This Facebook Page Is All About Animal Images That Need To Be Seen (50 Pics)

9 months ago 414

There's a Facebook page called Important Animal Images and it's glorious. As the name suggests, it's all about pictures every animal lover just has to see. Like a dog coming out of a mud puddle looking like a hippo. Or a frog peeking out from inside a sink. You know, the essentials.

So far, the page has over 822,000 followers but since it keeps regularly posting new pictures, I think it's only a matter of time before it hits 1 million. Continue scrolling and check out some of the funniest images the wholesome project has to offer.

A portion of these pictures came out the way they did because a person was at the right place at the right time. But there are things you can do to take better photos of your pets. As tricky as it can be, your furry family members can make decent models.

Professional photographer Mary McGurn of McGurn Media, who also volunteers as a photographer and videographer for the Berkshire Humane Society, a no-kill shelter in Berkshire County, Massachusetts, said the first thing you must consider is... you! "Don't move too much or make too much noise," McGurn told Animoto.

"Unless you want your pet to look up or in a specific direction, it’s best to minimize distractions — which means keeping movements slow and not making too much noise. Dogs may charge the camera, and cats might run away."

Next, keep in mind the story you want to tell. Even though she doesn't know all the shelter animals, Mary said, "When I photograph and film, I have an outline of a story in mind." You can change the story if you want but it's helpful to have your setting and props planned out in advance.

If possible, work with a partner. "Since I photograph shelter dogs, I'm faced with no owner control or fully known animal behaviors," McGurn highlighted. "To help me, I always photograph with one of the shelter staff armed with treats." Even if the animals are really friendly, it can be helpful to have a second pair of hands.

Also, focus on your pet's personality. When Mary photographs shelter dogs, for example, she takes time to get to know them, observe their behaviors. 

"The dog’s response to any commands, its walk, its stance, its play behavior, its interaction (snuggling, kissing, response to touch in general) with a human and its ability to be quietly at rest."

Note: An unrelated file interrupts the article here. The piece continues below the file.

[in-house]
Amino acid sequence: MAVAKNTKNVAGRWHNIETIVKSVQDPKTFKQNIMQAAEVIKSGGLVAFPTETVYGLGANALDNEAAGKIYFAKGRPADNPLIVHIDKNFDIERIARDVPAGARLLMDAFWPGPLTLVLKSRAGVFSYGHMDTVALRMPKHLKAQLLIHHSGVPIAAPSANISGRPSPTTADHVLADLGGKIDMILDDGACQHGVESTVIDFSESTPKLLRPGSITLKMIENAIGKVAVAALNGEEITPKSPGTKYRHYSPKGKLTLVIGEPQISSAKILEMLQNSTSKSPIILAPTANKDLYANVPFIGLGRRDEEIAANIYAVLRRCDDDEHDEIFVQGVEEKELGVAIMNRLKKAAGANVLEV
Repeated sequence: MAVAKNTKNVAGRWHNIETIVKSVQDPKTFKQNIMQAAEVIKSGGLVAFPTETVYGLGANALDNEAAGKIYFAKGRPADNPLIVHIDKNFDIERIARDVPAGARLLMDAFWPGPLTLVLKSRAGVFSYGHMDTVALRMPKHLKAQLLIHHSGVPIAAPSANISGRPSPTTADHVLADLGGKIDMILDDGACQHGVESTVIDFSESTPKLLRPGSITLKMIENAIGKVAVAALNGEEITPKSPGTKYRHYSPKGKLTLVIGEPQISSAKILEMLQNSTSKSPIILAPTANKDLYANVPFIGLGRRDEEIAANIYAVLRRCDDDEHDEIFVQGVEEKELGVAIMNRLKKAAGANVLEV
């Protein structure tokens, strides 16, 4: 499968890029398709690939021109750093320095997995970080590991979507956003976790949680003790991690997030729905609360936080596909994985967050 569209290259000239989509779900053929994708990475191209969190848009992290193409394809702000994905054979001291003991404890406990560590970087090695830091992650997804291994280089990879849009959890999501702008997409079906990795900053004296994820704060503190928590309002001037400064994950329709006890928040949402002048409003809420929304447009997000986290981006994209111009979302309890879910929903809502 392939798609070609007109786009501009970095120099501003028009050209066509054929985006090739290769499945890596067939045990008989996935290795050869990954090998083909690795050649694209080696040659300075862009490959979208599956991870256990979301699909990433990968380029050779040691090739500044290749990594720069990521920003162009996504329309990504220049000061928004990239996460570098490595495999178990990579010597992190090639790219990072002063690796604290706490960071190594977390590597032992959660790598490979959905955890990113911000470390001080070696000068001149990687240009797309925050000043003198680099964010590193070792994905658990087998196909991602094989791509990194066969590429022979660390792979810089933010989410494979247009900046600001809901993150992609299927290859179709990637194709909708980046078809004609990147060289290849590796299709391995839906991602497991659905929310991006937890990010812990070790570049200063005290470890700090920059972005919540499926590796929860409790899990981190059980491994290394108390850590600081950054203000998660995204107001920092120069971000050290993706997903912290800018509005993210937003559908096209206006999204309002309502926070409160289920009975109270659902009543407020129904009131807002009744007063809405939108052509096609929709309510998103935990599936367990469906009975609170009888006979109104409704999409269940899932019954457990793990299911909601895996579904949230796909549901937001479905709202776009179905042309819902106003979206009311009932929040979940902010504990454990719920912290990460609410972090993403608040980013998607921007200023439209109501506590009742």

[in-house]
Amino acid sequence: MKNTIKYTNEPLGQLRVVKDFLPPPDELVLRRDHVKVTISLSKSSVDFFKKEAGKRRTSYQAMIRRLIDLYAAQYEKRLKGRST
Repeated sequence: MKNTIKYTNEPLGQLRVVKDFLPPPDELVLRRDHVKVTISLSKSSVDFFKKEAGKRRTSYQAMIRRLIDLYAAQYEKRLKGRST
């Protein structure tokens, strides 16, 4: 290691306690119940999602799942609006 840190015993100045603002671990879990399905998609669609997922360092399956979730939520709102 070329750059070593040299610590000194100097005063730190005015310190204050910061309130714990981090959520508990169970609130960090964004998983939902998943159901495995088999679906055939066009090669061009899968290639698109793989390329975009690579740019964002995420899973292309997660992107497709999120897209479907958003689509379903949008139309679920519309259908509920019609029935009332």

The good thing is that pet owners have it a little easier. Since you already know your pet’s personality, think about what they love — whether that’s sleeping, eating, or playing, or focus on a quirk or characteristic that makes them special. That way you’ll capture a moment that represents what your pet is really like.

Don't be afraid to get down to your pet's level. Mary advised it's always a good idea to shoot at eye level. It gives photos the feeling of a portrait rather than a simple snapshot and helps better capture the personality and expression of the animal.

This brings us to shooting for the eyes. While you’re down at their level, Mary also suggests getting snaps where your pet's eyes are on the camera. Even when she's done photographing shelter animals, Mary edits her photos with eyes in mind.

"I mostly crop tight on the face, subtly enhance the eyes, and use a hint of a vignette to keep the focus where I want it most — on the eyes.” This simply creates a connection that makes for a better portrait.

Take lots of photos. Part of getting a successful pet portrait is persistence. "I take at least 200 photos of my subject (and film countless short 10- to 30-second videos) so I can find the expressions or actions that will tease the viewer’s heart; that will possibly open the door to the animal’s adoption," Mary explained.

It also helps to get creative. Move around your pet to find interesting angles.

Have treats ready for dogs. To keep your pooch focused, have a handful of snacks ready to reward it for staying in front of the lens. Just make sure to be ready if your pup gets too excited and charges the camera!

Mary said she does coax cats to play with toys. That strategy works best with kittens. "With a cat as a subject, I tend to sit, wait and follow their lead."

Now, if you get a really nice and/or funny shot, you know where to submit it as well!

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